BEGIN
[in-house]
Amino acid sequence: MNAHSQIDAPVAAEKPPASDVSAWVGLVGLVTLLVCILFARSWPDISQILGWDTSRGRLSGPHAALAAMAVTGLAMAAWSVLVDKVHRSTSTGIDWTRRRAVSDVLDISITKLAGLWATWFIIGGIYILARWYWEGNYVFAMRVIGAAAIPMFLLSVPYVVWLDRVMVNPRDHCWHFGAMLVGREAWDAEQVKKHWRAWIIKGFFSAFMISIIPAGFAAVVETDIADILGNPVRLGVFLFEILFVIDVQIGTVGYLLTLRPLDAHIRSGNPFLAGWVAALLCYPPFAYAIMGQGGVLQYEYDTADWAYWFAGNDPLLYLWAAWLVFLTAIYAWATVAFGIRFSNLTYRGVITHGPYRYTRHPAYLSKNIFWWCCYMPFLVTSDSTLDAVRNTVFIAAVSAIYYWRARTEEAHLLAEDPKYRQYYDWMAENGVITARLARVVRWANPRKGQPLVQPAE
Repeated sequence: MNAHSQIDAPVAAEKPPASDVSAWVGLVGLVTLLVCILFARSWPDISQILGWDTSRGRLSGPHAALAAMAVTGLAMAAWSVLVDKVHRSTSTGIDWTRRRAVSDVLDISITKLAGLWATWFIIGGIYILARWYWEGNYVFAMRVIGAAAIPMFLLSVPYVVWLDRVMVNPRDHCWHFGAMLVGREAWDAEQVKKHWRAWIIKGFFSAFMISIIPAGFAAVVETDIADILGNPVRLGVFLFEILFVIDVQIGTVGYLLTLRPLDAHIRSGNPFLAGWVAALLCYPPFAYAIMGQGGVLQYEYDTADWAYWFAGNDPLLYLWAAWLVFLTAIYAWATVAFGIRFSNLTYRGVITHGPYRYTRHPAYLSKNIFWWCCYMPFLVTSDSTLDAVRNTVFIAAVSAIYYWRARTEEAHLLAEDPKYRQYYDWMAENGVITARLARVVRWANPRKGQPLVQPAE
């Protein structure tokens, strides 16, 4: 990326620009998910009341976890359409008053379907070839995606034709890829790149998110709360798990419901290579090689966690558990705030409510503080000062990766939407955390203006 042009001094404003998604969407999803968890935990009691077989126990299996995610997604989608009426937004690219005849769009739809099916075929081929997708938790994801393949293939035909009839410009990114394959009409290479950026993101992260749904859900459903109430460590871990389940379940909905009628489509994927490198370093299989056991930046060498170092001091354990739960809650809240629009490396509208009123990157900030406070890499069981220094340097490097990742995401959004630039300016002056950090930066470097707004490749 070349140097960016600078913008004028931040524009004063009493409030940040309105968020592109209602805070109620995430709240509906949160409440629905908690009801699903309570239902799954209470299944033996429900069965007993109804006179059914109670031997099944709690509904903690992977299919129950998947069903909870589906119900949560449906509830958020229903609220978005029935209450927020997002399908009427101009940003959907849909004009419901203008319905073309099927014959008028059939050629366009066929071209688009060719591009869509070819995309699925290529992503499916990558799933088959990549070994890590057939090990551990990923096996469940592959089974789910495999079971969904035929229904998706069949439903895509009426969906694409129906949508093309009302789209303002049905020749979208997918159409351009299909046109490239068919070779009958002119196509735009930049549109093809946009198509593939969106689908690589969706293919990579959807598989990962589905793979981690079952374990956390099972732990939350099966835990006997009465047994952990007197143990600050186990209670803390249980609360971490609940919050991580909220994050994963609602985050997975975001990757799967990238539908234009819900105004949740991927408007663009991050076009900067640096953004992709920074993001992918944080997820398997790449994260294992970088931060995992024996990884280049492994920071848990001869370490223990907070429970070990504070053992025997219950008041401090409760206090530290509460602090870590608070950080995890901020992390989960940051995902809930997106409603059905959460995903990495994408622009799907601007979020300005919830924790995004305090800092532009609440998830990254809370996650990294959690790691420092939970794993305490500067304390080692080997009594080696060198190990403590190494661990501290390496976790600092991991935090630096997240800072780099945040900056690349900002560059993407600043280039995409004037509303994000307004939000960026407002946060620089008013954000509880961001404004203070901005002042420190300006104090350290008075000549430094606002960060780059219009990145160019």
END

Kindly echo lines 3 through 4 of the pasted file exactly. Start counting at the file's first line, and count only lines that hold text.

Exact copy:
Repeated sequence: MNAHSQIDAPVAAEKPPASDVSAWVGLVGLVTLLVCILFARSWPDISQILGWDTSRGRLSGPHAALAAMAVTGLAMAAWSVLVDKVHRSTSTGIDWTRRRAVSDVLDISITKLAGLWATWFIIGGIYILARWYWEGNYVFAMRVIGAAAIPMFLLSVPYVVWLDRVMVNPRDHCWHFGAMLVGREAWDAEQVKKHWRAWIIKGFFSAFMISIIPAGFAAVVETDIADILGNPVRLGVFLFEILFVIDVQIGTVGYLLTLRPLDAHIRSGNPFLAGWVAALLCYPPFAYAIMGQGGVLQYEYDTADWAYWFAGNDPLLYLWAAWLVFLTAIYAWATVAFGIRFSNLTYRGVITHGPYRYTRHPAYLSKNIFWWCCYMPFLVTSDSTLDAVRNTVFIAAVSAIYYWRARTEEAHLLAEDPKYRQYYDWMAENGVITARLARVVRWANPRKGQPLVQPAE
């Protein structure tokens, strides 16, 4: 990326620009998910009341976890359409008053379907070839995606034709890829790149998110709360798990419901290579090689966690558990705030409510503080000062990766939407955390203006 042009001094404003998604969407999803968890935990009691077989126990299996995610997604989608009426937004690219005849769009739809099916075929081929997708938790994801393949293939035909009839410009990114394959009409290479950026993101992260749904859900459903109430460590871990389940379940909905009628489509994927490198370093299989056991930046060498170092001091354990739960809650809240629009490396509208009123990157900030406070890499069981220094340097490097990742995401959004630039300016002056950090930066470097707004490749 070349140097960016600078913008004028931040524009004063009493409030940040309105968020592109209602805070109620995430709240509906949160409440629905908690009801699903309570239902799954209470299944033996429900069965007993109804006179059914109670031997099944709690509904903690992977299919129950998947069903909870589906119900949560449906509830958020229903609220978005029935209450927020997002399908009427101009940003959907849909004009419901203008319905073309099927014959008028059939050629366009066929071209688009060719591009869509070819995309699925290529992503499916990558799933088959990549070994890590057939090990551990990923096996469940592959089974789910495999079971969904035929229904998706069949439903895509009426969906694409129906949508093309009302789209303002049905020749979208997918159409351009299909046109490239068919070779009958002119196509735009930049549109093809946009198509593939969106689908690589969706293919990579959807598989990962589905793979981690079952374990956390099972732990939350099966835990006997009465047994952990007197143990600050186990209670803390249980609360971490609940919050991580909220994050994963609602985050997975975001990757799967990238539908234009819900105004949740991927408007663009991050076009900067640096953004992709920074993001992918944080997820398997790449994260294992970088931060995992024996990884280049492994920071848990001869370490223990907070429970070990504070053992025997219950008041401090409760206090530290509460602090870590608070950080995890901020992390989960940051995902809930997106409603059905959460995903990495994408622009799907601007979020300005919830924790995004305090800092532009609440998830990254809370996650990294959690790691420092939970794993305490500067304390080692080997009594080696060198190990403590190494661990501290390496976790600092991991935090630096997240800072780099945040900056690349900002560059993407600043280039995409004037509303994000307004939000960026407002946060620089008013954000509880961001404004203070901005002042420190300006104090350290008075000549430094606002960060780059219009990145160019």